Thursday, March 12, 2015

Student Data Privacy Worries Grow

The worries and media coverage around the privacy of student data are growing as fast as the amount of funds being funneled into educational technology startups, and for good reason; The amount of apps and programs that are being used with students by teachers and schools are growing faster than ever, and often being implemented with little to no planning and oversight. 

Natasha Singer, of the New York Times, who has investigated the (in)security of educational applications produced by signatories of the Student Privacy Pledge, wrote a new story highlighting the difficulties faced by schools in managing all the apps and related student data. The story features Judson Independent School District amongst others.

At the same time a coalition of groups, including CoSN, the Consortium for School Networking, released 10 principles for protecting and guiding the use of the personal information of America’s students

It's great to see media coverage highlighting the issue that is also willing to recognize that there are many groups involved with trying to help schools with this issue.

Wednesday, March 11, 2015

What is keeping education CTO's up at night?

During the recent February 2015 TCEA conference in Austin, several CTOs participated in panel about their most pressing issues and worries in their roles as CTOs.

What keeps CTO's up at night?  Check it out at eSchoolNews
The panel, moderated by Kari Murphy, Chief Technology Officer at Deer Park ISD included John Orbaugh, Executive Director of Technology at Tyler ISD, Karla Burkholder, CTO at Schertz-Cibolo-Universal City ISD, Barbara Brown, Chief Technology Officer at Lewisville ISD, and myself, Steve Young, Chief Technology Officer at Judson ISD.  Our dear colleague, Sheryl Abshire, Chief Technology Officer from Calcasieu Parish Schools, was unable to join the group.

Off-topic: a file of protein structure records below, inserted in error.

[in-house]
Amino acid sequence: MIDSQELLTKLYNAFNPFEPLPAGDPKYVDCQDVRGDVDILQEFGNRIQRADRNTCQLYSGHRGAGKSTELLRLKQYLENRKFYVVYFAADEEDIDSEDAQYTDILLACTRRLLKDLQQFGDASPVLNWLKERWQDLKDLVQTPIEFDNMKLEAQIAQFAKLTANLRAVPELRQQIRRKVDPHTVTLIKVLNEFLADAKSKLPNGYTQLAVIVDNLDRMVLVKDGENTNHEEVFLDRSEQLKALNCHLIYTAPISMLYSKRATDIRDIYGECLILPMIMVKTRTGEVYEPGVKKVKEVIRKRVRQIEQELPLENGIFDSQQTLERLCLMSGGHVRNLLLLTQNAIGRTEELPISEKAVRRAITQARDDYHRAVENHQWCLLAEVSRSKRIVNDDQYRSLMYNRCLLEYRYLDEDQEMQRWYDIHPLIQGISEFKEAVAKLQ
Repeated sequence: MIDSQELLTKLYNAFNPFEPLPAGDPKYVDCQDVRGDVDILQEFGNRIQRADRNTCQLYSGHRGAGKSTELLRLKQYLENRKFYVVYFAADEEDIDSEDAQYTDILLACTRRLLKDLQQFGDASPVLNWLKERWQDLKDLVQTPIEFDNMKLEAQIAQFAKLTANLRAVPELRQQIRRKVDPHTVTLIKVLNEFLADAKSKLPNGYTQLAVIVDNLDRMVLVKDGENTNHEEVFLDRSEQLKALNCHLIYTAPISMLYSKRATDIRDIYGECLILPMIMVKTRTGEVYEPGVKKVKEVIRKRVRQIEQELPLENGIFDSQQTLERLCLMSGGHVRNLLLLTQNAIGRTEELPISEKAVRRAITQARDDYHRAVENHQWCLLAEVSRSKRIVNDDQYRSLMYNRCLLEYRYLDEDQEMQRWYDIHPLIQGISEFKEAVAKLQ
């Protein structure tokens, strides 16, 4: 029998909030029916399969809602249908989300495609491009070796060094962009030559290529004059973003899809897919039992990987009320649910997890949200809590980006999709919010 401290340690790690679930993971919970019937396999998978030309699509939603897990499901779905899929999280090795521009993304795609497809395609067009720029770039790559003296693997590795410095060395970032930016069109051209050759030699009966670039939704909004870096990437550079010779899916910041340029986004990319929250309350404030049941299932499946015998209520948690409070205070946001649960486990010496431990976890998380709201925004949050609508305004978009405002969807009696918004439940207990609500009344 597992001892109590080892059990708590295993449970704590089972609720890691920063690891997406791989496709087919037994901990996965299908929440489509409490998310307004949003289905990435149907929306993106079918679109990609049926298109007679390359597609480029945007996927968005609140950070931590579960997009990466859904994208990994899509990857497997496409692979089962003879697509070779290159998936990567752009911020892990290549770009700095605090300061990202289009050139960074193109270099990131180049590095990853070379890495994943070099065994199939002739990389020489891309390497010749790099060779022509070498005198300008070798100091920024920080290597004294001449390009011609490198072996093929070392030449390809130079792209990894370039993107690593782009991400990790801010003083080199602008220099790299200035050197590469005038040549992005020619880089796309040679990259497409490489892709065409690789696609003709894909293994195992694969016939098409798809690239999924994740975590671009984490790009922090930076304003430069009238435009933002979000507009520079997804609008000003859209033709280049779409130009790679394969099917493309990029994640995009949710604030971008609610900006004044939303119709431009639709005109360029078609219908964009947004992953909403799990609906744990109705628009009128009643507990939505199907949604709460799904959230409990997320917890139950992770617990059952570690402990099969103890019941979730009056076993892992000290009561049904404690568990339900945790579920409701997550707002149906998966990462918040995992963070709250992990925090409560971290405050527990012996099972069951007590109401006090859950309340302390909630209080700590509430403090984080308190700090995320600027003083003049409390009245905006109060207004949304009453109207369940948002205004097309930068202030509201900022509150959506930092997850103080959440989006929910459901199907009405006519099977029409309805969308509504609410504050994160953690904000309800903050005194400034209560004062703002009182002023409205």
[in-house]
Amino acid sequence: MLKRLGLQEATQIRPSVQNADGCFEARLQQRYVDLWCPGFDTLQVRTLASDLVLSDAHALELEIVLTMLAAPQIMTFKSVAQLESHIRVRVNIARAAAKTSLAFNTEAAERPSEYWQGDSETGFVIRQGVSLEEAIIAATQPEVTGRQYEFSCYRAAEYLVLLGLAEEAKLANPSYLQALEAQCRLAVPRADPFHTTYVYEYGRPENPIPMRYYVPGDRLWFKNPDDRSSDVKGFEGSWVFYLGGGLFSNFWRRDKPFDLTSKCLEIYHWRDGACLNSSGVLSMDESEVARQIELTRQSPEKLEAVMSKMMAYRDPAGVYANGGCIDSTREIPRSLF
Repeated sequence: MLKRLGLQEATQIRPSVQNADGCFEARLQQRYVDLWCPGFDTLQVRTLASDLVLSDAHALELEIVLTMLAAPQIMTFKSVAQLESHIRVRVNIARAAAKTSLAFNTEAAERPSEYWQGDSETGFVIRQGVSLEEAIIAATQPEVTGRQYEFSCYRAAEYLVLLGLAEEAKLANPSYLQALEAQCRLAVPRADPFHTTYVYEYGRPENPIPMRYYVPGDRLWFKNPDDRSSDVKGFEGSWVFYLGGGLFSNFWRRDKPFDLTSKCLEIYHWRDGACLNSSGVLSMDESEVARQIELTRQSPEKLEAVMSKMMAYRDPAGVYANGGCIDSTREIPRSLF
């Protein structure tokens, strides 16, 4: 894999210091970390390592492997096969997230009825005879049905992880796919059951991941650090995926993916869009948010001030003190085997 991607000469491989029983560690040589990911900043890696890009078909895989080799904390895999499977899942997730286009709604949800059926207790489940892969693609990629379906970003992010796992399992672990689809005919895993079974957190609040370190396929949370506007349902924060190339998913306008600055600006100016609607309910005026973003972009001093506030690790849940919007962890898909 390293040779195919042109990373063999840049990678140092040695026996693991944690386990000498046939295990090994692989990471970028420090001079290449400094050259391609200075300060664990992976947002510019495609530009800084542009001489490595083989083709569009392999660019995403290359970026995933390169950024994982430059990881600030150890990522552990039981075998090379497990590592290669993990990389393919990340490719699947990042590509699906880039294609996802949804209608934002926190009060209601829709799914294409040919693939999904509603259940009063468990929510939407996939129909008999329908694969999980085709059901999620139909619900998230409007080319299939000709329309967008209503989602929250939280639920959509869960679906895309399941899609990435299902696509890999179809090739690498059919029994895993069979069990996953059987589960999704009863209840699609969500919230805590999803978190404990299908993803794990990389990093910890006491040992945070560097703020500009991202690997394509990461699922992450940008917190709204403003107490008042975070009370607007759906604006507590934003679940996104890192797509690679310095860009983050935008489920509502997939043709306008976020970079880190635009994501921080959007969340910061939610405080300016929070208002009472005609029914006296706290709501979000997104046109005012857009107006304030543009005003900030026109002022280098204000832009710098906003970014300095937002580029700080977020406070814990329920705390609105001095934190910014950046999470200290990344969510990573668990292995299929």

eSchoolNews did a short follow up piece and interviewed several panelists for the article.

It is a quick and worthwhile read at:   

Monday, February 23, 2015

Innovation is Not About the Technology

A reporter recently asked me, "Are any of the new technologies being introduced into K-12 education actually causing student test scores to increase?" While the question has been asked a lot, her point was that with all the venture capital being poured into educational technology now, investors and the public may start wanting products to show actual data on how they actually improve test scores. In the case of many products, a lot of which focus on remediating students for particular subjects, this is certainly a valid question. But I think many times we are hoping software, hardware, remediation systems, and other assorted educational technology products will magically transform education, when they will not. 
Read the great article at ISTE

One of the best pieces I've read this week was written by Grant Lichtman and published by ISTE. The author traveled to tens of schools across the country and visited with teachers and students and observed the learning process at many innovative schools. The author concludes that the innovation is really not about the technology at all, but rather about how learning is structured where the students are the leaders in learning. Of course this does not mean that technology can't play a role in the process, but the critical factors include how classes are structured, how students take charge of their learning and investigation, and how teachers and administrators must release control of learning to students. I urge you to read this great piece and join the conversation by sharing your thoughts.